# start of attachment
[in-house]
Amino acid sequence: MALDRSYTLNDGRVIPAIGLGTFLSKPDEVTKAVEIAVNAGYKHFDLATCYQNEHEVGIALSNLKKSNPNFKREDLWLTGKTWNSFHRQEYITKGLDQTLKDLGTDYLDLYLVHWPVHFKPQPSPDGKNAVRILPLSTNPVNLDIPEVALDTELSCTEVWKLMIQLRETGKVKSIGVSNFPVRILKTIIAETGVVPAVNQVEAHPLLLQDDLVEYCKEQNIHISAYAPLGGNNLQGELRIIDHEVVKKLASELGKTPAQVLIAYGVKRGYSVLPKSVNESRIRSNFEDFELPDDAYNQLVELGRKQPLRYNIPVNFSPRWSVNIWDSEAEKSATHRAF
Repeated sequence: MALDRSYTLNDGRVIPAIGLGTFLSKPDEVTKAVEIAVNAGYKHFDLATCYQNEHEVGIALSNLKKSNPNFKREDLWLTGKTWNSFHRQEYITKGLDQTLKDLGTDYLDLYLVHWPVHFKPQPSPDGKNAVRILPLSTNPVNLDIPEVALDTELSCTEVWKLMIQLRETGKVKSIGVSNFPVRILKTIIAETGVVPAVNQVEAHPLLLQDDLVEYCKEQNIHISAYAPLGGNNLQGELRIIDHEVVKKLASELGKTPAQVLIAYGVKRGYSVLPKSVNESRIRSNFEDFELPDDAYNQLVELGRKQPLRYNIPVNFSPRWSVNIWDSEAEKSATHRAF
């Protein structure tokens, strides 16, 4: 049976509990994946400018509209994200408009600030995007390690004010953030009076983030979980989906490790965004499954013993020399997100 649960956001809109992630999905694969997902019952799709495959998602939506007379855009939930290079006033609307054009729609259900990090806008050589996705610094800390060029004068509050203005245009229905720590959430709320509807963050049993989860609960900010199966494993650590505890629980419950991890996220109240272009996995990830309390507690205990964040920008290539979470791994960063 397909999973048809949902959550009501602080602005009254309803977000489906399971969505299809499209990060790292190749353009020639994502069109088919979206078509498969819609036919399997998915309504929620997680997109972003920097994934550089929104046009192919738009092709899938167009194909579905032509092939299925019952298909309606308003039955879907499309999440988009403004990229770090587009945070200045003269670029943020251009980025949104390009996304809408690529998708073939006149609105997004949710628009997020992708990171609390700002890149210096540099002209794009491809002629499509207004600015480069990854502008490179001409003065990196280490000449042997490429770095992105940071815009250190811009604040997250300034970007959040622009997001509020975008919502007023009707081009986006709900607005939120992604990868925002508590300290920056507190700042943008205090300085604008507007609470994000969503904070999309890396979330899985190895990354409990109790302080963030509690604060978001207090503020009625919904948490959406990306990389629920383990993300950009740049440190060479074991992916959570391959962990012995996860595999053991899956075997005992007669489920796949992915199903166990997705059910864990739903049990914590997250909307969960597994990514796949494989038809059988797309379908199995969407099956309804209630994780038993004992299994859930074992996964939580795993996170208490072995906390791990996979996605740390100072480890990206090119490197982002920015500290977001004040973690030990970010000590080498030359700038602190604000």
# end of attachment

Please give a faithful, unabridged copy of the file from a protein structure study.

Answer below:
[in-house]
Amino acid sequence: MALDRSYTLNDGRVIPAIGLGTFLSKPDEVTKAVEIAVNAGYKHFDLATCYQNEHEVGIALSNLKKSNPNFKREDLWLTGKTWNSFHRQEYITKGLDQTLKDLGTDYLDLYLVHWPVHFKPQPSPDGKNAVRILPLSTNPVNLDIPEVALDTELSCTEVWKLMIQLRETGKVKSIGVSNFPVRILKTIIAETGVVPAVNQVEAHPLLLQDDLVEYCKEQNIHISAYAPLGGNNLQGELRIIDHEVVKKLASELGKTPAQVLIAYGVKRGYSVLPKSVNESRIRSNFEDFELPDDAYNQLVELGRKQPLRYNIPVNFSPRWSVNIWDSEAEKSATHRAF
Repeated sequence: MALDRSYTLNDGRVIPAIGLGTFLSKPDEVTKAVEIAVNAGYKHFDLATCYQNEHEVGIALSNLKKSNPNFKREDLWLTGKTWNSFHRQEYITKGLDQTLKDLGTDYLDLYLVHWPVHFKPQPSPDGKNAVRILPLSTNPVNLDIPEVALDTELSCTEVWKLMIQLRETGKVKSIGVSNFPVRILKTIIAETGVVPAVNQVEAHPLLLQDDLVEYCKEQNIHISAYAPLGGNNLQGELRIIDHEVVKKLASELGKTPAQVLIAYGVKRGYSVLPKSVNESRIRSNFEDFELPDDAYNQLVELGRKQPLRYNIPVNFSPRWSVNIWDSEAEKSATHRAF
């Protein structure tokens, strides 16, 4: 049976509990994946400018509209994200408009600030995007390690004010953030009076983030979980989906490790965004499954013993020399997100 649960956001809109992630999905694969997902019952799709495959998602939506007379855009939930290079006033609307054009729609259900990090806008050589996705610094800390060029004068509050203005245009229905720590959430709320509807963050049993989860609960900010199966494993650590505890629980419950991890996220109240272009996995990830309390507690205990964040920008290539979470791994960063 397909999973048809949902959550009501602080602005009254309803977000489906399971969505299809499209990060790292190749353009020639994502069109088919979206078509498969819609036919399997998915309504929620997680997109972003920097994934550089929104046009192919738009092709899938167009194909579905032509092939299925019952298909309606308003039955879907499309999440988009403004990229770090587009945070200045003269670029943020251009980025949104390009996304809408690529998708073939006149609105997004949710628009997020992708990171609390700002890149210096540099002209794009491809002629499509207004600015480069990854502008490179001409003065990196280490000449042997490429770095992105940071815009250190811009604040997250300034970007959040622009997001509020975008919502007023009707081009986006709900607005939120992604990868925002508590300290920056507190700042943008205090300085604008507007609470994000969503904070999309890396979330899985190895990354409990109790302080963030509690604060978001207090503020009625919904948490959406990306990389629920383990993300950009740049440190060479074991992916959570391959962990012995996860595999053991899956075997005992007669489920796949992915199903166990997705059910864990739903049990914590997250909307969960597994990514796949494989038809059988797309379908199995969407099956309804209630994780038993004992299994859930074992996964939580795993996170208490072995906390791990996979996605740390100072480890990206090119490197982002920015500290977001004040973690030990970010000590080498030359700038602190604000």